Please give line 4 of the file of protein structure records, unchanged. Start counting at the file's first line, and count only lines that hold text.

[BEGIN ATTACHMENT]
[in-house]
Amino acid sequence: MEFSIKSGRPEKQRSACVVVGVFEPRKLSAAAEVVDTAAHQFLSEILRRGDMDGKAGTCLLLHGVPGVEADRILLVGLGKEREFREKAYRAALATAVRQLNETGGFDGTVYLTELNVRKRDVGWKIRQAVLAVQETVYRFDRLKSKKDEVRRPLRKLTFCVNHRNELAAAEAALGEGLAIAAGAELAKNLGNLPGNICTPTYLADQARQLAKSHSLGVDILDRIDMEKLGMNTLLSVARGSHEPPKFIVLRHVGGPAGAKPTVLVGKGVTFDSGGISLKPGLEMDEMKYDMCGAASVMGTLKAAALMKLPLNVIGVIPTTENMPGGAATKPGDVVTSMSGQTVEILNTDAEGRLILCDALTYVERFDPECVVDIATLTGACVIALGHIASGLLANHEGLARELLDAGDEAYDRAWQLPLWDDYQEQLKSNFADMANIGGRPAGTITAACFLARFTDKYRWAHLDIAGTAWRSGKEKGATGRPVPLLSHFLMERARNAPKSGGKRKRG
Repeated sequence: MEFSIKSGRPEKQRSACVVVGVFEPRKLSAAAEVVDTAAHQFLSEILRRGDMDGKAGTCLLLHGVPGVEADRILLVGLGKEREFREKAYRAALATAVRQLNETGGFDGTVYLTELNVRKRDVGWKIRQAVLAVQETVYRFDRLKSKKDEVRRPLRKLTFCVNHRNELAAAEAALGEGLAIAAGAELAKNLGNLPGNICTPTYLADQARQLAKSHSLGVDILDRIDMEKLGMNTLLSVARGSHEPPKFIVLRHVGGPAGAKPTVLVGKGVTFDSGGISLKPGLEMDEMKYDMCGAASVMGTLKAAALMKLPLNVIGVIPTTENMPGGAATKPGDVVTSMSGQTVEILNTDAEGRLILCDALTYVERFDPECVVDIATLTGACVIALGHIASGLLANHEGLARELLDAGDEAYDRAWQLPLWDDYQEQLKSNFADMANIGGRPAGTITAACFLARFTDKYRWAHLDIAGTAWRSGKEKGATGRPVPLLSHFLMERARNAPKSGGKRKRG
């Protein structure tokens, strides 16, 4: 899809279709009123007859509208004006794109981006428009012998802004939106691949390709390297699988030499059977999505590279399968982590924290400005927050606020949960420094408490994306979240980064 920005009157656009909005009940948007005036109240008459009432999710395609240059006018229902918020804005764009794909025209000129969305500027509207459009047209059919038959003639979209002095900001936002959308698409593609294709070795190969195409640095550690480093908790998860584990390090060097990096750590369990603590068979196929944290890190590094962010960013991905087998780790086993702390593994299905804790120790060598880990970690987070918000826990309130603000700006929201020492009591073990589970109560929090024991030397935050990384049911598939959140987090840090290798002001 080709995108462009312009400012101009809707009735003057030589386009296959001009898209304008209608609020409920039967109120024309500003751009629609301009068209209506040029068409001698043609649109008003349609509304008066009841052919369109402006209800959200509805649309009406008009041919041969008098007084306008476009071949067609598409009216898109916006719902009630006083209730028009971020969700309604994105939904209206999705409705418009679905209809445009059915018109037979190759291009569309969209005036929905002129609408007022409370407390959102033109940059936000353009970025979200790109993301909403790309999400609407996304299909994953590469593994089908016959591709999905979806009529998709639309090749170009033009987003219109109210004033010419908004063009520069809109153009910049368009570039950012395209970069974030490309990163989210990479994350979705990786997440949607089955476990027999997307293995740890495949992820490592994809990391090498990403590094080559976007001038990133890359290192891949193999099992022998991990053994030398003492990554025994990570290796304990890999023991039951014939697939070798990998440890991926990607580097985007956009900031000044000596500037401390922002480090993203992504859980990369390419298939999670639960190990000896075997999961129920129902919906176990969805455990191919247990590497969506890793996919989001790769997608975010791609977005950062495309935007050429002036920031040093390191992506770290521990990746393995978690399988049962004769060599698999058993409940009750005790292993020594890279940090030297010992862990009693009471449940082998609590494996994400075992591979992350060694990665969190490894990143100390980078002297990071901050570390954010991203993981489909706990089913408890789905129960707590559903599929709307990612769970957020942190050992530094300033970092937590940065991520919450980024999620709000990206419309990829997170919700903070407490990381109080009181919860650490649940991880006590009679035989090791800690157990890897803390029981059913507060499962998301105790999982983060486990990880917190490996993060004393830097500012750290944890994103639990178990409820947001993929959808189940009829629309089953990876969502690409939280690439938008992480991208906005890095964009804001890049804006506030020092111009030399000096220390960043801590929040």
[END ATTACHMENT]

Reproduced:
């Protein structure tokens, strides 16, 4: 899809279709009123007859509208004006794109981006428009012998802004939106691949390709390297699988030499059977999505590279399968982590924290400005927050606020949960420094408490994306979240980064 920005009157656009909005009940948007005036109240008459009432999710395609240059006018229902918020804005764009794909025209000129969305500027509207459009047209059919038959003639979209002095900001936002959308698409593609294709070795190969195409640095550690480093908790998860584990390090060097990096750590369990603590068979196929944290890190590094962010960013991905087998780790086993702390593994299905804790120790060598880990970690987070918000826990309130603000700006929201020492009591073990589970109560929090024991030397935050990384049911598939959140987090840090290798002001 080709995108462009312009400012101009809707009735003057030589386009296959001009898209304008209608609020409920039967109120024309500003751009629609301009068209209506040029068409001698043609649109008003349609509304008066009841052919369109402006209800959200509805649309009406008009041919041969008098007084306008476009071949067609598409009216898109916006719902009630006083209730028009971020969700309604994105939904209206999705409705418009679905209809445009059915018109037979190759291009569309969209005036929905002129609408007022409370407390959102033109940059936000353009970025979200790109993301909403790309999400609407996304299909994953590469593994089908016959591709999905979806009529998709639309090749170009033009987003219109109210004033010419908004063009520069809109153009910049368009570039950012395209970069974030490309990163989210990479994350979705990786997440949607089955476990027999997307293995740890495949992820490592994809990391090498990403590094080559976007001038990133890359290192891949193999099992022998991990053994030398003492990554025994990570290796304990890999023991039951014939697939070798990998440890991926990607580097985007956009900031000044000596500037401390922002480090993203992504859980990369390419298939999670639960190990000896075997999961129920129902919906176990969805455990191919247990590497969506890793996919989001790769997608975010791609977005950062495309935007050429002036920031040093390191992506770290521990990746393995978690399988049962004769060599698999058993409940009750005790292993020594890279940090030297010992862990009693009471449940082998609590494996994400075992591979992350060694990665969190490894990143100390980078002297990071901050570390954010991203993981489909706990089913408890789905129960707590559903599929709307990612769970957020942190050992530094300033970092937590940065991520919450980024999620709000990206419309990829997170919700903070407490990381109080009181919860650490649940991880006590009679035989090791800690157990890897803390029981059913507060499962998301105790999982983060486990990880917190490996993060004393830097500012750290944890994103639990178990409820947001993929959808189940009829629309089953990876969502690409939280690439938008992480991208906005890095964009804001890049804006506030020092111009030399000096220390960043801590929040």